Aly Spaltro, the tiny, bespectacled girl behind the moniker, "Lady Lamb The Beekeeper," said her dream-born nickname was created to avoid being pigeonholed - the name was meant to incur mysteriousness and anonymity within her music. Having already toured with giants like Beirut and Sharon Van Etten, the name invokes some familiarity now.
At first sight of her, a small figure, long, unencumbered hair, clutching a guitar or a banjo, you'll frame her music into something recognizable. At first listen to Ripely Pine, her songs will start slow, solo, with just a pluck of the guitar here and there and a lonesome whisper. But maybe after a few seconds, maybe after a minute, the spike comes. The drums erupt from nowhere as it moves the tempo faster and faster. Another guitar drops in with some melting riffs. A few string parts start emerging in the distance, and then, the crowning piece, the once soothing, quiet vocals transform into an emotional wail. Suddenly, that sad, acoustic song you were expecting to hear has you sonically holding on for dear life. Lady Lamb the Beekeeper has caught you in a beautiful bait and switch.
In Ripely Pine, the artist's first studio album released this past week from Ba Da Bing Records, Spaltro channels a few of the folk-rock/pop-rock gems that were once part of her bedroom recordings and amplifies them into new heights with layer after layer of accompanying sounds. Being a notoriously complete solo performer and recording tracks on her own terms for years, it was hard for me to imagine where the band would fall in. But Spaltro took full command once again and wrote every single arrangement for the album. The record playfully tears apart traditional song structures in favor of tempo shifts and key changes that turns the experience into a musical roller-coaster with the excellent, "Bird Balloons" and the silky smooth, "Rooftop" (above), being the prime examples. It's a musically epic and cinematic debut that showcases Spaltro's tremendous growth.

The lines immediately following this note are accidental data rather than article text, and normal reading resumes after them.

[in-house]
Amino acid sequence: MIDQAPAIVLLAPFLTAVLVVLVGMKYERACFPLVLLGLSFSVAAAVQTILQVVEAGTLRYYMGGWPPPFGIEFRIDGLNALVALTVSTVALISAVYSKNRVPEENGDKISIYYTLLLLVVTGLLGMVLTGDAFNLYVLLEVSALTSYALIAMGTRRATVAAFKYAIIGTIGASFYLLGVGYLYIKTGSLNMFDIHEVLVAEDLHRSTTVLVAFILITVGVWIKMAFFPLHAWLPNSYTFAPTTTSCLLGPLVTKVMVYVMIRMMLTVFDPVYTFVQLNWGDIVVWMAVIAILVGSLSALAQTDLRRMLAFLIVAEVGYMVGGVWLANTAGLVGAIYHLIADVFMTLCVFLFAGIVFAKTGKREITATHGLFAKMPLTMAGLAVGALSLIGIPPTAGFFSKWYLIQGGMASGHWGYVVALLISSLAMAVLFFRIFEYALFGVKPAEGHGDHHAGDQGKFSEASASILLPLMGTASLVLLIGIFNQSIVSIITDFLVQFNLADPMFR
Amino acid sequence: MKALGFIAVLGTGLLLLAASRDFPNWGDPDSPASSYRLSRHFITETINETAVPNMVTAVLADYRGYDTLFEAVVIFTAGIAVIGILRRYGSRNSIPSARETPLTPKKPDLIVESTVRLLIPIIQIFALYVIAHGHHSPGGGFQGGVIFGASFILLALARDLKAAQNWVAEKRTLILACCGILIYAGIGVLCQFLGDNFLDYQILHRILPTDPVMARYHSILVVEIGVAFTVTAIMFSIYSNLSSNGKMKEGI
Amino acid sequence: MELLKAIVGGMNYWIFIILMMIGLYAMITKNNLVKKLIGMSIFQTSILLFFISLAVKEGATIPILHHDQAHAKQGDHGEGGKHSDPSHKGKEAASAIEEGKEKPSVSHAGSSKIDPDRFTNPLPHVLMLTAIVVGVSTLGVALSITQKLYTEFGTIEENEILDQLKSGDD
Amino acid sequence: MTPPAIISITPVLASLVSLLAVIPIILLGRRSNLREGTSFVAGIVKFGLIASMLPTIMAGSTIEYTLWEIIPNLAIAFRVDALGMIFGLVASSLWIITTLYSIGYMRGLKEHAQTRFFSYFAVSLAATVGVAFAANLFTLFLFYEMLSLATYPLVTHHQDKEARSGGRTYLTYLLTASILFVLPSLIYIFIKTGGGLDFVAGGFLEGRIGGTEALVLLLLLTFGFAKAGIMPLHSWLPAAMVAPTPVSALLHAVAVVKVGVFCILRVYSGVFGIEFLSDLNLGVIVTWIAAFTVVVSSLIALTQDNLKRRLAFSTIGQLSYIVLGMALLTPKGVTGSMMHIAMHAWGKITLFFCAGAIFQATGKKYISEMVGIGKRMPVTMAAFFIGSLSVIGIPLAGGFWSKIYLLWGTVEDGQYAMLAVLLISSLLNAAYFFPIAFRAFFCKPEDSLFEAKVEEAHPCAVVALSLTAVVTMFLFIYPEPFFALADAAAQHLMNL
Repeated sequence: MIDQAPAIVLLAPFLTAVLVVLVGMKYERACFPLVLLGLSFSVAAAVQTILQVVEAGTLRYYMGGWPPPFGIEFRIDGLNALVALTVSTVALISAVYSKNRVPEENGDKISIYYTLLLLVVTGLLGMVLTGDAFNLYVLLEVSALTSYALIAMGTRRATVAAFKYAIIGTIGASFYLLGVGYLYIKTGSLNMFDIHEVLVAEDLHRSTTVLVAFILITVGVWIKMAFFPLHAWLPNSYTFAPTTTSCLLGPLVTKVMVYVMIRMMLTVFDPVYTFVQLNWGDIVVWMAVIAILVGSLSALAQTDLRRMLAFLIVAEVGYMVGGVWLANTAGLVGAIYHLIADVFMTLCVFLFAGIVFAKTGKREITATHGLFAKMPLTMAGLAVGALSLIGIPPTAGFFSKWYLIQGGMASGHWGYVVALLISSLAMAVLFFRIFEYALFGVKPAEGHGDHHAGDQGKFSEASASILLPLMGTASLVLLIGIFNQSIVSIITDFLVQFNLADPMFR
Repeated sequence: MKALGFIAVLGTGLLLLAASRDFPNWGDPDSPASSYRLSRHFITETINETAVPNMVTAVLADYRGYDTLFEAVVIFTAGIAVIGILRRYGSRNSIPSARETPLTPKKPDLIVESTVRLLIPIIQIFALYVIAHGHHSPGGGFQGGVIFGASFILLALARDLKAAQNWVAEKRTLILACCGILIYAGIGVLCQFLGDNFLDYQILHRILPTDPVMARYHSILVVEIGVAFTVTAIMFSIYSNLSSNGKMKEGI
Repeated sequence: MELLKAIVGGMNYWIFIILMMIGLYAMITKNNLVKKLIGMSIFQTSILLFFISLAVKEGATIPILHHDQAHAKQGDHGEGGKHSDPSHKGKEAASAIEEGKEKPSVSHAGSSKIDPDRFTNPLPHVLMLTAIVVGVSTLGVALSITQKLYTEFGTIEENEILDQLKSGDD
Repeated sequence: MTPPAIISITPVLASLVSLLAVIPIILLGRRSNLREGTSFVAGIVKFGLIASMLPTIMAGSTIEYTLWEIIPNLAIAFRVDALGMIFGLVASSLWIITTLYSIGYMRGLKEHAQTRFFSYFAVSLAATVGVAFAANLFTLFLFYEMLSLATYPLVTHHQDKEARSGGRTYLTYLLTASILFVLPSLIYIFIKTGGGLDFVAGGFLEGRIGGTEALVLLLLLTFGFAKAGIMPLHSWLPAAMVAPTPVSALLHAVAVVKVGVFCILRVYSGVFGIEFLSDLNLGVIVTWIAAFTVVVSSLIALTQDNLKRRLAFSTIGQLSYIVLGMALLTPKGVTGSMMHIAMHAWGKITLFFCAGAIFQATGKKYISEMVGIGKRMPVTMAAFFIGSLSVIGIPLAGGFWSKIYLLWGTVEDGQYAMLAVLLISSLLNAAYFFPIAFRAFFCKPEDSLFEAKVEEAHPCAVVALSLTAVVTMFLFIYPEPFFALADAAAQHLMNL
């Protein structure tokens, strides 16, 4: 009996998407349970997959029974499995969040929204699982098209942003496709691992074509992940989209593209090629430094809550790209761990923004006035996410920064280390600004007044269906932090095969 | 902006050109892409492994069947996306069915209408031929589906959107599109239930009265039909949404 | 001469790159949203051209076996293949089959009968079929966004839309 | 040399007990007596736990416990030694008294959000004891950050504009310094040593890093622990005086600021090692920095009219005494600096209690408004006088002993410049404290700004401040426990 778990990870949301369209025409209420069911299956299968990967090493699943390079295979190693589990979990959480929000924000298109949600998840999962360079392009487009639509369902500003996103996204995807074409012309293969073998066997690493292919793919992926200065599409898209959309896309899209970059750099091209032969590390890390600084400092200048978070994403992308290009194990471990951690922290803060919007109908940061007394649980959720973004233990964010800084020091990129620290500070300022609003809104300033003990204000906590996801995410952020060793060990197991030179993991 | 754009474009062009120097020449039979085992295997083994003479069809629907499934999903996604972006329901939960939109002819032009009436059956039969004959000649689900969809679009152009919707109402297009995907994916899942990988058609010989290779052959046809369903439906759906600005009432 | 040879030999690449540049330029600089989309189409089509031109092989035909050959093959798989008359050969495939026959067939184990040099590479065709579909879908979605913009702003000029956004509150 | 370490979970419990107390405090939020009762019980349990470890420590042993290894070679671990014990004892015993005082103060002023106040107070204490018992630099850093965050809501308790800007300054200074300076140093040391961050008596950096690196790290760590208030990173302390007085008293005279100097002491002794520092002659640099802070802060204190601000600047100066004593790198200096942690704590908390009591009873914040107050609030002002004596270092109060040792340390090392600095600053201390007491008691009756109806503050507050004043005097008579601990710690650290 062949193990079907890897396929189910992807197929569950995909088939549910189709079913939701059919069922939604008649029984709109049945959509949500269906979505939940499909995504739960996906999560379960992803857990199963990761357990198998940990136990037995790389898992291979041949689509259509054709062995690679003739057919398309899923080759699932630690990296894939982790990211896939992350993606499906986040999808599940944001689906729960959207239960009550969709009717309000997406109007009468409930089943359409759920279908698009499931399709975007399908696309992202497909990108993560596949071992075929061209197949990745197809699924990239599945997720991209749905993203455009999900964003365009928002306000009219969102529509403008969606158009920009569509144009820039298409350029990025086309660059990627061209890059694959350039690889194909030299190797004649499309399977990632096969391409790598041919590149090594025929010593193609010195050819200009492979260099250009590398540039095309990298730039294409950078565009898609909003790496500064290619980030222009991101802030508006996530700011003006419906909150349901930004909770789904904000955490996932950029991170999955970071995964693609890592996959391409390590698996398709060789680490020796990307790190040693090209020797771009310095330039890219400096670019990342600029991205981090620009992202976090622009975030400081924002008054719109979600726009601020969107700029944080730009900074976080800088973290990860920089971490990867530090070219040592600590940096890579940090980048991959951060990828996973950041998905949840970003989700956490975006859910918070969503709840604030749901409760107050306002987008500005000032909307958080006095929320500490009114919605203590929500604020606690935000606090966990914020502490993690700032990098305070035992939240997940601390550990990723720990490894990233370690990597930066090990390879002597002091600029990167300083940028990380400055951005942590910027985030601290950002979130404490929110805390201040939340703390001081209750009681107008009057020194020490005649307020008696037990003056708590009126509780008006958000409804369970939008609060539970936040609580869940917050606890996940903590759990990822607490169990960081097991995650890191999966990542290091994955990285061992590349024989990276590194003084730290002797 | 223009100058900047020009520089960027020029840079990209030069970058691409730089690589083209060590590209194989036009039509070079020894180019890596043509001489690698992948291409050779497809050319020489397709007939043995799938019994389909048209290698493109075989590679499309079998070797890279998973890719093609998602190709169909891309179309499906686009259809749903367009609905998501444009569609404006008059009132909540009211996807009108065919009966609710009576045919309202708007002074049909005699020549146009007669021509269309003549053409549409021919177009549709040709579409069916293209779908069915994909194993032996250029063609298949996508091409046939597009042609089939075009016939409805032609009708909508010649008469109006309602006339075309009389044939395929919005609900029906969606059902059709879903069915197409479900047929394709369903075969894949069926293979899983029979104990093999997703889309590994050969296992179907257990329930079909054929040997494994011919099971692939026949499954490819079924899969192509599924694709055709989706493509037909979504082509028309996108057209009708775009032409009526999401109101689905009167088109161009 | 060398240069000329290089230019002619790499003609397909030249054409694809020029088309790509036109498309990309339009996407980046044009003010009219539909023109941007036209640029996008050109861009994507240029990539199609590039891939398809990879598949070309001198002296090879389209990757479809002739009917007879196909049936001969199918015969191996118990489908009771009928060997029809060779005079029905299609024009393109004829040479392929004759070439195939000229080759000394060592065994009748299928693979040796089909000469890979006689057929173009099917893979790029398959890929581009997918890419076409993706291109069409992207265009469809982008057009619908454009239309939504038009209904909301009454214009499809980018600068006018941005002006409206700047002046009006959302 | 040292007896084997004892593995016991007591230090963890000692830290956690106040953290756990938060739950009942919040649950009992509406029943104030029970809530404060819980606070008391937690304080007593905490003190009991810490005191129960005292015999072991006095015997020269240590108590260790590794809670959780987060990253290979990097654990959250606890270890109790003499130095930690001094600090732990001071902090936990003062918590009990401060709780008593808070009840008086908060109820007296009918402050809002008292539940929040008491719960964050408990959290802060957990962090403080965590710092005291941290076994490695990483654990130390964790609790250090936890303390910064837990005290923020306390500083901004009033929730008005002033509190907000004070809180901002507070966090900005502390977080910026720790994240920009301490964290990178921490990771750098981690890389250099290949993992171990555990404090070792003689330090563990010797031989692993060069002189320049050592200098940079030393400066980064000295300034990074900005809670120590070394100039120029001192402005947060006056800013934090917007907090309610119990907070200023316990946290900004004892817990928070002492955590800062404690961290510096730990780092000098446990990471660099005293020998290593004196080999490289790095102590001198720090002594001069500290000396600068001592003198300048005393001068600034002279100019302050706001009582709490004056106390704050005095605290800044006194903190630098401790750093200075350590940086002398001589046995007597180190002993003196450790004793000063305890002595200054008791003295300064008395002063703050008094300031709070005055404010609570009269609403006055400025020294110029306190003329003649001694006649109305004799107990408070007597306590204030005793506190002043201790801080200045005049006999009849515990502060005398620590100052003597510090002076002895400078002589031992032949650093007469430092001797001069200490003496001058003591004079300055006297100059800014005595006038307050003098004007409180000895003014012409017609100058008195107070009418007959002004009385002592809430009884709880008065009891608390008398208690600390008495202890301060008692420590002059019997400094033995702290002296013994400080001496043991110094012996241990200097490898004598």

It isn't to say Ripely Pine isn't for the casual listener. For new fans of Lady Lamb the Beekeeper, this is an excellent time to jump in, as her catchy melodies and soulful voice are still very much in the driver seat. Overall, it's a marvelous step out of obscurity for Lady Lamb the Beekeeper and one that boldly showcases her maturing musical prowess. Where many bedroom songwriters fall short after jumping toward the mainstream spotlight, Aly Spaltro emerges from her cocoon as an unclassifiable, explosive force for the future.+